Officials ask lawmakers to support oil and gas

James Fenton
A natural gas site is pictured in 2014, in Lybrook south of Farmington.

FARMINGTON — City, county and economic development officials hope to get the support of the state's congressional delegation in modifying proposed oil and gas rules they say threaten the economic health of the area.

Last week, a stakeholders group — which included Farmington Mayor Tommy Roberts, San Juan County executive officer Kim Carpenter and Four Corners Economic Development CEO Ray Hagerman — drafted a letter to U.S. Senators Tom Udall and Martin Heinrich and U.S. Rep. Ben Ray Luján, urging them to put the brakes on proposed oil and gas regulations they say will seriously harm the region's economic health.

Hagerman said the letter grew out of concerns that proposed updates of rules for oil and gas production on federal land — the U.S. Bureau of Land Management's Onshore Oil and Gas Orders and its methane waste rule — will result in the permanent closure of a significant portion of the natural gas wells in the San Juan Basin.

In the wake of collapsing crude oil and natural gas prices, 25 percent of those gas wells are already "cash-flow negative" and an additional 12.5 percent also are at risk of being shut in if those rules are implemented, the letter states.

The closure of thousands of wells in the basin translates to the loss of thousands of area jobs and revenue at the city and county level. The area already has lost thousands of jobs due to the low commodity market prices of oil and gas.

"The potential loss of up to 7,500 wells represents a revenue loss of 13 percent in county oil and gas taxes on top of the 47.6 percent decline already experienced since 2009," the letter states.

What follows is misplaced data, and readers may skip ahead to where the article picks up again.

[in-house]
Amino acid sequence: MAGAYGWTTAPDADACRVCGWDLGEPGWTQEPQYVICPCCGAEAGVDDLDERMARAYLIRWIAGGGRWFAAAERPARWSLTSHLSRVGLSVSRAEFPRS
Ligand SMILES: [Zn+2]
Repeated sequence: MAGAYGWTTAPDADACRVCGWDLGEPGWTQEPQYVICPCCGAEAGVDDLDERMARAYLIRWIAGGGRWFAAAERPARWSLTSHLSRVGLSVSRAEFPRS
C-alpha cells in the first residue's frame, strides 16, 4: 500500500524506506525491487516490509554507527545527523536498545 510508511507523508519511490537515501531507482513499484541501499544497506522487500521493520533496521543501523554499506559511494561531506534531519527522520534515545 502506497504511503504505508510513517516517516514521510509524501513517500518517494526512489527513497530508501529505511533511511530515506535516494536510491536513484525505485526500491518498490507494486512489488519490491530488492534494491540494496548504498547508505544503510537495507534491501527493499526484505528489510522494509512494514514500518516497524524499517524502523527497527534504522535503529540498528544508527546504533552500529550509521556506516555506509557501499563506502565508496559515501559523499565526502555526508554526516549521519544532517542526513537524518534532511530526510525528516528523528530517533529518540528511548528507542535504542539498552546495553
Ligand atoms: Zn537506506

The loss of revenue threatens vital services such as law enforcement, fire and emergency response and help provided to vulnerable populations, including indigent health care services and senior care center operations, according to the letter.

The letter, which will be finalized with contributions from schools, chambers of commerce and nonprofit agencies, was posted online at RealPeopleRealJobsNM.com on Monday.

Hagerman said in a phone interview that he hopes to have all the officials' contributions finalized and the letter distributed around the county.

"Thereafter we're going to go ahead and get thousands of signatures on the letter," Hagerman said. "Above all of that we would like the general public to (read the letter and sign it). They are going to be affected by this, leading to fewer ... teachers (and) to decreased services at the city and county. We are all going to be affected by it."

Hagerman said his organization's Real People, Real Jobs campaign will help drive the effort.

Farmington's February 2016 Gross Receipts Tax revenue was 21 percent less than the same month last year and that trend is likely to continue if more wells are closed from pressure from proposed BLM rules, according to the letter.

Roberts would like the federal delegation to support freezing implementation of the BLM rule changes and conducting a cost-benefit study.

"We have to continue to challenge regulations that don't have a solid cost-benefit foundation, and I haven't seen a cost-benefit analysis that justifies (the BLM's) regulations," Roberts said in a phone interview. "In fact, we're told that the cost analysis that the BLM performed assigned a 'no value' to the cost (associated) with implementation of the regulations and clearly there are great costs there."

Roberts said the proposed rules will lead to a "downward spiral" of lost jobs, both direct and indirect.

Public comment for the BLM rules closes April 8.

James Fenton is the business editor of The Daily Times. He can be reached at 505-564-4621.